A: Think about the Foshay Tower, or the Chrysler Building. People have always used buildings — especially large, tall buildings — as a way of symbolizing business success. He wasn’t part of the city’s elite, he wasn’t a Pillsbury or a Washburn. He came up from nothing, so there’s something of “I’m going to show you guys.”
Q: And he spared no expense, right?
A: It was an absolute top-of-the-line building. Everything about it was better than what you would have typically found in construction at the time. A typical eight- to 10-story building in Minneapolis at the time would have had two elevators. He had seven. Menage wanted it to be a showpiece.
Q: Three years after the building’s lavish grand opening, Menage was hiding from the law in Central America, having bilked countless investors. Did the Met age better?
A: It took a fairly normal progression and settled into what we would call a Class C building, with a lot of smaller tenants and, later, a lot of public agencies, including the Housing and Redevelopment Authority. What’s interesting to me is, if you look at the interior, how little changed over time. The original doors, galleries and flooring were still there, and the original elevators were still running. They were the last hydraulic elevators of their kind in the Twin Cities, if not the country. The building remained in very sound condition — it wasn’t falling apart.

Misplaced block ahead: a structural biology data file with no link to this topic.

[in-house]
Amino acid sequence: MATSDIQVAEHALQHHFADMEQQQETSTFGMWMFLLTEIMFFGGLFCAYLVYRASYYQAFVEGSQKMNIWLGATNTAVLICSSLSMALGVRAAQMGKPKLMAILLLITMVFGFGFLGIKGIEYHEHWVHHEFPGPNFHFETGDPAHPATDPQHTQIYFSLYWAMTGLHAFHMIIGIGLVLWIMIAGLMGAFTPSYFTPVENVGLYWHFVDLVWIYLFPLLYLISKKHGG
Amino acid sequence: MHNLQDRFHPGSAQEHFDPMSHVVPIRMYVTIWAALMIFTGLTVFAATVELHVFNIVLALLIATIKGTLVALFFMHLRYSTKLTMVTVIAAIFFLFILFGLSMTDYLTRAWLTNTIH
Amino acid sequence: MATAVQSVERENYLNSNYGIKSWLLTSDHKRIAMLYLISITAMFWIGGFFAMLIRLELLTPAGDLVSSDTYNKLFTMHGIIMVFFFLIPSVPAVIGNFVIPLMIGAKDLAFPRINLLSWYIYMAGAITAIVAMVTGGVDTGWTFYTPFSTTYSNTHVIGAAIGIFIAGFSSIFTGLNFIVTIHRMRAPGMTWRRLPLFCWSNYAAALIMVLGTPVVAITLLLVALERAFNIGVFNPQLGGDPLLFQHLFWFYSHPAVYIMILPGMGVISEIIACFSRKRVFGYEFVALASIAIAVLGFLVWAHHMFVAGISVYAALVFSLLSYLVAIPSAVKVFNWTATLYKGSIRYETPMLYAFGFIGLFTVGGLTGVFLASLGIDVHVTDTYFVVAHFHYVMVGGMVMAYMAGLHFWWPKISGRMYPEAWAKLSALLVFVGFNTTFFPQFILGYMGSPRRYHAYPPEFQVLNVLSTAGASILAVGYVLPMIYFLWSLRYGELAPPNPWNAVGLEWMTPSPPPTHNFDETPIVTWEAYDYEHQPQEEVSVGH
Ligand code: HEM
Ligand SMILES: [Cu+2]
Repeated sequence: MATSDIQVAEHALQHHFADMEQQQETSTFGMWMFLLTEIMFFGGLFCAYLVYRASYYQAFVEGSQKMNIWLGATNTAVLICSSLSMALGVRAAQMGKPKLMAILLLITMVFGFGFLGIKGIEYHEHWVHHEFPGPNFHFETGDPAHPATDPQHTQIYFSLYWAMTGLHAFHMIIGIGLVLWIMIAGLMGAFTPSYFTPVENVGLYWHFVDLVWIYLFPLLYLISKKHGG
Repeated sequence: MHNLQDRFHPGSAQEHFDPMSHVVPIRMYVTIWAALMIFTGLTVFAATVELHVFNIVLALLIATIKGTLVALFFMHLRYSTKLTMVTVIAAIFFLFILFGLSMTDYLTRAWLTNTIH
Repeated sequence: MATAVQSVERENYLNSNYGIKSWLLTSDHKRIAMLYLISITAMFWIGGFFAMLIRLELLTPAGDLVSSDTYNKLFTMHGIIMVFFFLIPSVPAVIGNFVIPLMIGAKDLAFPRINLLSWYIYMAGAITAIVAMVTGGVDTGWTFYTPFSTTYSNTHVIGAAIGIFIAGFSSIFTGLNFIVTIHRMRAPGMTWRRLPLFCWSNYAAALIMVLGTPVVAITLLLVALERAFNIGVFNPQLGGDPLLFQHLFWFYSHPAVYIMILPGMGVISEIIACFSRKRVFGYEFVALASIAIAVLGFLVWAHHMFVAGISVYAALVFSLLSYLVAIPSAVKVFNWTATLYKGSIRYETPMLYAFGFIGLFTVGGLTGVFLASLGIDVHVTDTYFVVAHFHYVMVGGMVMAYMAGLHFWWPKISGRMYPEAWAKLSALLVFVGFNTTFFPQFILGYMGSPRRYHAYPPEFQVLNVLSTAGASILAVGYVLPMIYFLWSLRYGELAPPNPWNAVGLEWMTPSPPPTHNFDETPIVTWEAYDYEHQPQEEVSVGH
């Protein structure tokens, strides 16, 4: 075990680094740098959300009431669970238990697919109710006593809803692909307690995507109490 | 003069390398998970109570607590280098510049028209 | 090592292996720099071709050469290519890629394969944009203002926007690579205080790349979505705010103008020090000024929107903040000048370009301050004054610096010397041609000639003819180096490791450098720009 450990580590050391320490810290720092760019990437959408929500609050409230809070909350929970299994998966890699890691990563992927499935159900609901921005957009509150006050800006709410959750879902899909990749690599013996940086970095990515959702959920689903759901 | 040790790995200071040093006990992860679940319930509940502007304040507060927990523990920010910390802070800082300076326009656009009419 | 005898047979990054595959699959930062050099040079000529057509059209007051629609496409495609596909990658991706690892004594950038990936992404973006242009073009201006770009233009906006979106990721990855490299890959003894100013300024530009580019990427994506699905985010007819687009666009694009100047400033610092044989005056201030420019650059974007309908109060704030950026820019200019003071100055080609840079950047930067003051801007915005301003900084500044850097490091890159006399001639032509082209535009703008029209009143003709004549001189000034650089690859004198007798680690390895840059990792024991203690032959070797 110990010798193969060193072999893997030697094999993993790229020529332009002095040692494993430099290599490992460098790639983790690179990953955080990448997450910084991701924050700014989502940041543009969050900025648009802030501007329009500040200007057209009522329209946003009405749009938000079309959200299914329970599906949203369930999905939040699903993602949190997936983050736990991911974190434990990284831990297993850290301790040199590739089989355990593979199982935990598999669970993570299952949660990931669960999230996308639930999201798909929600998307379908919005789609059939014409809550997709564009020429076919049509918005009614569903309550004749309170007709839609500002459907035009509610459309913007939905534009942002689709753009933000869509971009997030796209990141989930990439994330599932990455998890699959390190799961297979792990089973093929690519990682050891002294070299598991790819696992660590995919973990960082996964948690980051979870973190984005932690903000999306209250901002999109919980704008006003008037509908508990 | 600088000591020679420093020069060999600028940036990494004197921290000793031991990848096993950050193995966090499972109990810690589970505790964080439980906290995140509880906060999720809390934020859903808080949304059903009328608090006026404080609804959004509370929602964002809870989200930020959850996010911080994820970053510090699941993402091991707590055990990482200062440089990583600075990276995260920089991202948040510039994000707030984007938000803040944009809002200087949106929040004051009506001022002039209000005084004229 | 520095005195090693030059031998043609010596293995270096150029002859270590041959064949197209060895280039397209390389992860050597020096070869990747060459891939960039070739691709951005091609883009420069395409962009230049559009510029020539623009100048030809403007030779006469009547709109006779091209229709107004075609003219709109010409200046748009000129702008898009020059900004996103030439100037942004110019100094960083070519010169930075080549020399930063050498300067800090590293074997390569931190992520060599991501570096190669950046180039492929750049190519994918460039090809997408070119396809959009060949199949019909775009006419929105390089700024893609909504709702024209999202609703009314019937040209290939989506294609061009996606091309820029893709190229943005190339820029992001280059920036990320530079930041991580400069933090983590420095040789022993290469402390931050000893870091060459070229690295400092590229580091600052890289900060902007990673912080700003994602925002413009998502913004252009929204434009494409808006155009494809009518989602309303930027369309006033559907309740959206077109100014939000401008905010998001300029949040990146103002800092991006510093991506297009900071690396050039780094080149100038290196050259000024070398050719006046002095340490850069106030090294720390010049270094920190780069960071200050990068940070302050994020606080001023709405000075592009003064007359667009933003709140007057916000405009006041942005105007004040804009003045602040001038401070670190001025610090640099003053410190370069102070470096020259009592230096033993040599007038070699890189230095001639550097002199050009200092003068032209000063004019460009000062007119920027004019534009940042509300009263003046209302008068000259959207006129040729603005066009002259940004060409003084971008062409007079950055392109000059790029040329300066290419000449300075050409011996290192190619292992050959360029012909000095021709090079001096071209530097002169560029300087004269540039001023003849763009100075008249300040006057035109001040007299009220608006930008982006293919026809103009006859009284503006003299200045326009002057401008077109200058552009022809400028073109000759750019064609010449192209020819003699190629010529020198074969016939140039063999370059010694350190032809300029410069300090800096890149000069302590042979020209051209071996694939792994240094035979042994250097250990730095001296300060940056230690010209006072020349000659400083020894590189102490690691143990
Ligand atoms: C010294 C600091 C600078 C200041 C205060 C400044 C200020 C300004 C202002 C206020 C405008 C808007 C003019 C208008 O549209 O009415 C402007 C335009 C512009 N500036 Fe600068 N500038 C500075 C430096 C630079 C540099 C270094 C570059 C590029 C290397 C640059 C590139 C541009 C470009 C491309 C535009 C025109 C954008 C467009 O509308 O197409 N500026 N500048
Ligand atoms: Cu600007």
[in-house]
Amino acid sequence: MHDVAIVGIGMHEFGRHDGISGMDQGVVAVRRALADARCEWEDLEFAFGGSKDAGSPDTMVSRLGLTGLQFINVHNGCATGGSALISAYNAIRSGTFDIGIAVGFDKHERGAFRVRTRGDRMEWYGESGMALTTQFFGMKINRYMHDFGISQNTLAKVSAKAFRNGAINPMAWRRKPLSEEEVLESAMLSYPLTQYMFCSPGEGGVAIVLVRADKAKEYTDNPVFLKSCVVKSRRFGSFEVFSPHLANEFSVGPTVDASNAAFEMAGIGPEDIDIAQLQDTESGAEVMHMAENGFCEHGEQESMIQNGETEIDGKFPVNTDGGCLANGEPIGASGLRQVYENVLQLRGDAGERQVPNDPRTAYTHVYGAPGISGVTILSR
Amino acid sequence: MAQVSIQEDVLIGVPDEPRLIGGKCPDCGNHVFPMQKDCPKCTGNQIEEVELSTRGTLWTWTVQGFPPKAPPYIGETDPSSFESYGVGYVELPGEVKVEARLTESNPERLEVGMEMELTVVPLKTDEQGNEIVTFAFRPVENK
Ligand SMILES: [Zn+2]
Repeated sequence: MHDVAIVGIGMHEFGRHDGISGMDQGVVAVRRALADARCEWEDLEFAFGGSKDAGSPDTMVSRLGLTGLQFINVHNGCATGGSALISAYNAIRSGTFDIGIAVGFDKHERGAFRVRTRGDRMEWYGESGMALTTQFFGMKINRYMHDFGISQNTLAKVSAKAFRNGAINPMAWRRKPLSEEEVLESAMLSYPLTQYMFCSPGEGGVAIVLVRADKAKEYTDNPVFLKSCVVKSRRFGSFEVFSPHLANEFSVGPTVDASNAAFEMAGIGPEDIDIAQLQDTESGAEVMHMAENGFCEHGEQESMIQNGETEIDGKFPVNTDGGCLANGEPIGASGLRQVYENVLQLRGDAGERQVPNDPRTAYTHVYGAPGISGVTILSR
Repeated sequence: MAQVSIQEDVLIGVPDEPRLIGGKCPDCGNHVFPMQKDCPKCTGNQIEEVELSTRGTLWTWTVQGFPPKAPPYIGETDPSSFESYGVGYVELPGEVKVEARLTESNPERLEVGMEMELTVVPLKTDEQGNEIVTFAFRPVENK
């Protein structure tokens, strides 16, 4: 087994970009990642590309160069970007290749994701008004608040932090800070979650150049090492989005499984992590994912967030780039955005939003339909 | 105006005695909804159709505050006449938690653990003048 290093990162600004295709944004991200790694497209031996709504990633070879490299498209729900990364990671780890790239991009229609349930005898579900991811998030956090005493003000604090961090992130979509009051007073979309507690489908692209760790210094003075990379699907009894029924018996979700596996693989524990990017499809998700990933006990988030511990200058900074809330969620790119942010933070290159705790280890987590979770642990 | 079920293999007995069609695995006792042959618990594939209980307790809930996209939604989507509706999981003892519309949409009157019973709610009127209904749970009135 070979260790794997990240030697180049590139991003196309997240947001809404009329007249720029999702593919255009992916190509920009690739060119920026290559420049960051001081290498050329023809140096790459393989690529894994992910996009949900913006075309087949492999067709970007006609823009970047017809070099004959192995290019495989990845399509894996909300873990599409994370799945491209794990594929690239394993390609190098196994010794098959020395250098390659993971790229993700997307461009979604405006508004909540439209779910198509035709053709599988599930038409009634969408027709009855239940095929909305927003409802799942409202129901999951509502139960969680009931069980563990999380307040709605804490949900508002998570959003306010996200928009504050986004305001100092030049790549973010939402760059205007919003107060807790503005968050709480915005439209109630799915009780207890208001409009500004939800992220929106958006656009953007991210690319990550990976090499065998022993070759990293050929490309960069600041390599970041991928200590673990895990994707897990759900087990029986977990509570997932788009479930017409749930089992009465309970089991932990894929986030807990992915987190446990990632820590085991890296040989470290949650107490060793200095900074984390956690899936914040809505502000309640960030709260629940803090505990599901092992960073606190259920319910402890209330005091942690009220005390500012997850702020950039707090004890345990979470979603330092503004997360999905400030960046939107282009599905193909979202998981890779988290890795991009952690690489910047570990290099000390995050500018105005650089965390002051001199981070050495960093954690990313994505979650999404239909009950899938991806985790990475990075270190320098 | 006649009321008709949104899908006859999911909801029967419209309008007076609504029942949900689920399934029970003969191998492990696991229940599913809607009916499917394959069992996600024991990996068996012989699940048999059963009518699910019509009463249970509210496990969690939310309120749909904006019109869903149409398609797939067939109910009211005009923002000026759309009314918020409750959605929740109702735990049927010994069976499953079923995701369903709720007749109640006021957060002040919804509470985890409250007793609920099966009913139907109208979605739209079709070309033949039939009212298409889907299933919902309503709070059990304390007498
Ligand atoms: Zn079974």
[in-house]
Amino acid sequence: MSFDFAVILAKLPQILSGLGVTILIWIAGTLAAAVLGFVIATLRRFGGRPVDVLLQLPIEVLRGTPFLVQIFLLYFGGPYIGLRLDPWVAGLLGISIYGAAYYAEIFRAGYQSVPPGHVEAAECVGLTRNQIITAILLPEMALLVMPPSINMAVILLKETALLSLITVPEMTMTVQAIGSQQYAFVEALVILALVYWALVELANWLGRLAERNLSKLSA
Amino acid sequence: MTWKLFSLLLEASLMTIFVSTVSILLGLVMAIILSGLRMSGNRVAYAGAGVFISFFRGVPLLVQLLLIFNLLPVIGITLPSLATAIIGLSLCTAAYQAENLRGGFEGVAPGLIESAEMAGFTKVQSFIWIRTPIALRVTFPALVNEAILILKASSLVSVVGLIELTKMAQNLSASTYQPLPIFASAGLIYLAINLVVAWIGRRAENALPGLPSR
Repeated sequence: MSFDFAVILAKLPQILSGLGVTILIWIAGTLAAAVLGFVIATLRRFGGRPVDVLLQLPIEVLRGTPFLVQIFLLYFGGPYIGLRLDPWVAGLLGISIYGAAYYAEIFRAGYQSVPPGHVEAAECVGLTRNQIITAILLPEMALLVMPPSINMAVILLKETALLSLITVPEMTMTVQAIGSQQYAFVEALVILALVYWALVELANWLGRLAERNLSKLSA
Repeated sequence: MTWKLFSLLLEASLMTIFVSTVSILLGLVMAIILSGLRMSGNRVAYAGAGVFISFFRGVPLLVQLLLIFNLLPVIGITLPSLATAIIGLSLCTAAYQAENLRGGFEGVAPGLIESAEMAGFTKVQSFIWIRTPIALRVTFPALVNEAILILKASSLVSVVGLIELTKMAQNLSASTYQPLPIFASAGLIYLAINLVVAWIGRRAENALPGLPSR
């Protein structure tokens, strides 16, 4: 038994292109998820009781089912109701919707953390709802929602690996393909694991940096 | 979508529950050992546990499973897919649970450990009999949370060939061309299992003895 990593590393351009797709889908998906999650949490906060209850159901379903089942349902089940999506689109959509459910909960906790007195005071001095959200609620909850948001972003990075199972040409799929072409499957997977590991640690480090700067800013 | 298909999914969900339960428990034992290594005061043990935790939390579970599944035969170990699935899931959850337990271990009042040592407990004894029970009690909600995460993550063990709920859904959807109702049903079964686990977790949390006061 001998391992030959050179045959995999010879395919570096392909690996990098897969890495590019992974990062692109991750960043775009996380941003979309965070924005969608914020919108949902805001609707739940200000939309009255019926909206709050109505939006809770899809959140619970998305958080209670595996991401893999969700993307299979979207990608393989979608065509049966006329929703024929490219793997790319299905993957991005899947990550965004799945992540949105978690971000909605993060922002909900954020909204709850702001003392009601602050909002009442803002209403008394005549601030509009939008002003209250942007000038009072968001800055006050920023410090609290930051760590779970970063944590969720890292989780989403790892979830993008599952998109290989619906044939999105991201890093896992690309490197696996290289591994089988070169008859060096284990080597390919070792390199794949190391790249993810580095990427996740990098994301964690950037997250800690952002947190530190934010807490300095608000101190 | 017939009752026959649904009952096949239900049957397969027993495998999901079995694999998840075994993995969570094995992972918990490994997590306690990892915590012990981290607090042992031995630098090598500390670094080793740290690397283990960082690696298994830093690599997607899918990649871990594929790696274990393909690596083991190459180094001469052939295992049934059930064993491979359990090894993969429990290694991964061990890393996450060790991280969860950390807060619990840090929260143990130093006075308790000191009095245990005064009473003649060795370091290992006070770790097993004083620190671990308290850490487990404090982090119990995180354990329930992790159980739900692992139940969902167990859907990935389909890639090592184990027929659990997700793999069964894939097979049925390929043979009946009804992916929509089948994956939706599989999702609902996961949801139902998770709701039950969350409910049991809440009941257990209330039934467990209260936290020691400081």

Q: What did you learn about architect Edward Townsend Mix?
A: He was a classic 19th-century architect, very eclectic in his styles. His late buildings — the Met was his last, he had tuberculosis and died four months after it opened — they’re very odd. But there’s a sensibility that you can see that’s very unusual. He was not a genius, but I think he was very good.
Q: For those unfamiliar with the Met, can you describe Mix’s design?
A: Outside, it was a castle, it was a fortress of a building, and if you look at what was being done in Chicago at the time, it was kind of old-fashioned. Inside, it was as modern as can be, and that juxtaposition is really interesting. The glass floors in the light court were really a nice touch; they conveyed a sense of modernity to the inside of the building.
Q: What would the Met be like today, had it survived?
A: My theory is that, because of its excellent location near the courthouses, it would be full of high-priced lawyers. The offices would be beautifully restored. Maybe someone would put a restaurant back on the top floor, and maybe there would be another one in the atrium. The rooftop garden would be open — think how trendy that would be.